Ten Groups Exposed to Radiation

Medical Imaging Physics, by Hendee and Ritenour.

In Medical Imaging Physics, William Hendee and E. Russell Ritenour list ten populations that have been exposed to high levels of ionizing radiation.

Atom Bomb Survivors

At the end of World War II, several hundred thousand Japanese were exposed to large doses of ionizing radiation caused by the dropping of atomic bombs. They have been studied carefully, and provide much of our data about the risk of radiation exposure.

Early Radiologists, Nurses, and Technologists

Medical personnel who worked with early and primitive radiation equipment were exposed to relatively large doses of radiation. They suffered from an increased risk for some cancers, such as leukemia. You can include in this category scientists like Marie Curie, who may have died from radiation encountered during her research.

Uranium and Other Miners

In Intermediate Physics for Medicine and Biology, Russ Hobbie and I discuss Bernard Cohen’s studies of lung cancer risk in uranium miners. They suffer from a toxic mix of radon gas, dust, and tobacco smoke.

Radium Dial Painters

These unfortunate workers (mostly women) applied radioactive paint to illuminate dials. Their sad story is told by Kate Moore in her book The Radium Girls. We could lump the kids exposed to shoe fitting fluoroscopy into this group.

Radiation Therapy Patients

When radiation is used to treat patients with cancer, some of their normal tissue is exposed to high doses. Getting good data about the risk of cancer for such patients is difficult; they already have cancer, which affects the chance of it reoccurring. Hendee and Ritenour point out that in the past some benign disorders have been treated with radiation (for example, ringworm). These patients tended to have an elevated incidence of cancer.

Diagnostic Radiology Patients

Today radiation exposure for most diagnostic imaging is very low, but it has not always been so. Fluoroscopy in the 1940s could give patients a dose of a few grays. These patients provide data about the risk of radiation, although confounding factors make it hard to interpret.

Nuclear Weapons Tests

In the 1950s, many nuclear bombs were tested in the atmosphere over the Pacific Ocean. In particular, Marshall Islanders were exposed to in fallout, leading to thyroid cancer.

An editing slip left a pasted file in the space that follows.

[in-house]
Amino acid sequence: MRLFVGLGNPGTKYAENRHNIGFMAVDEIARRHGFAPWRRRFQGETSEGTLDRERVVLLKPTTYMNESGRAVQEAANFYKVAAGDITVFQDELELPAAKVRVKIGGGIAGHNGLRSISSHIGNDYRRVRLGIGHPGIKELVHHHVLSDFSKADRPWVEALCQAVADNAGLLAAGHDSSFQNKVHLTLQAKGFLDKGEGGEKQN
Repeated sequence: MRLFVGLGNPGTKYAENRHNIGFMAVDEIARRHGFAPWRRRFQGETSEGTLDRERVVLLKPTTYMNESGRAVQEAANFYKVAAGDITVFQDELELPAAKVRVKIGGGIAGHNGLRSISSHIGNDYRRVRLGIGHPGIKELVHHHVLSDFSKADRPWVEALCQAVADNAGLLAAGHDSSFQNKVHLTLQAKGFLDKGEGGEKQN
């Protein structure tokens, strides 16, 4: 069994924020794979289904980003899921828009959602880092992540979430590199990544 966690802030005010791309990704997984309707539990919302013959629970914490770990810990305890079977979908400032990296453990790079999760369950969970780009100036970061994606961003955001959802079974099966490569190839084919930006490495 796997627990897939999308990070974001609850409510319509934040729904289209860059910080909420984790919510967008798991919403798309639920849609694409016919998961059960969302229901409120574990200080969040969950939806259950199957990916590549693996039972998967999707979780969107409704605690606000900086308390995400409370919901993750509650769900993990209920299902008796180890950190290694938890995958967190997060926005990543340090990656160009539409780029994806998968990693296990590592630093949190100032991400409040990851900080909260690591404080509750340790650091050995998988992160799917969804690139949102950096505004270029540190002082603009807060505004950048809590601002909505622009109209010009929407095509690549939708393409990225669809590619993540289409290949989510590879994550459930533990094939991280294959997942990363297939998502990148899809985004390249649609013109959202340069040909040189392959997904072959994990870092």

Regions with High Natural Background

Several locations have unusually high background radiation levels: Guarapari, Brazil; the Kerala Coast of India; and the Guangdong Province in China. Hendee and Ritenour tell a funny story about the Monazite sand formations in Guarapari. Local inhabitants, who were mostly Catholics, were given hollow medals of the Virgin Mary filled with thermoluminescent dosimetry powder. After three months the powder was analyzed to determine their dose. Hendee and Ritenour add helpfully “the subjects were allowed to keep the medals.”

Air and Space Travel

Cosmic ray exposure increases with altitude and latitude. Hendee and Ritenour state “a flight in a typical commercial airliner results in an equivalent dose rate of approximately 0.005 to 0.01 mSv/hr.” The risk is largest for those who spend a long time in the air (e.g., pilots). Astronauts in low-earth orbit typically receive about 1 m Sv per day. I fear the astronauts on a mission to Mars will provide too much data about the risk of radiation.

Nuclear Accidents

The Chernobyl nuclear accident “resulted in whole-body doses exceeding 1 Gy… to over 200 workers.” Millions of residents of Ukraine, Belarus, and Russia had elevated exposure. Since Medical Imaging Physics was written, the Fukushima disaster has provided additional data on the risk of radiation to humans.

These ten groups have one thing in common: they didn’t want to be subjects of an experiment. In many cases, the exposure was inadvertent or accidental. In other cases-such as for the radium girls-the exposure was criminal. Much of our knowledge about radiation hazards comes from these unwitting victims. It’s data we love to have, but hate to get.

Originally published at http://hobbieroth.blogspot.com.

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Professor of Physics at Oakland University and coauthor of the textbook Intermediate Physics for Medicine and Biology.

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Brad Roth

Brad Roth

Professor of Physics at Oakland University and coauthor of the textbook Intermediate Physics for Medicine and Biology.

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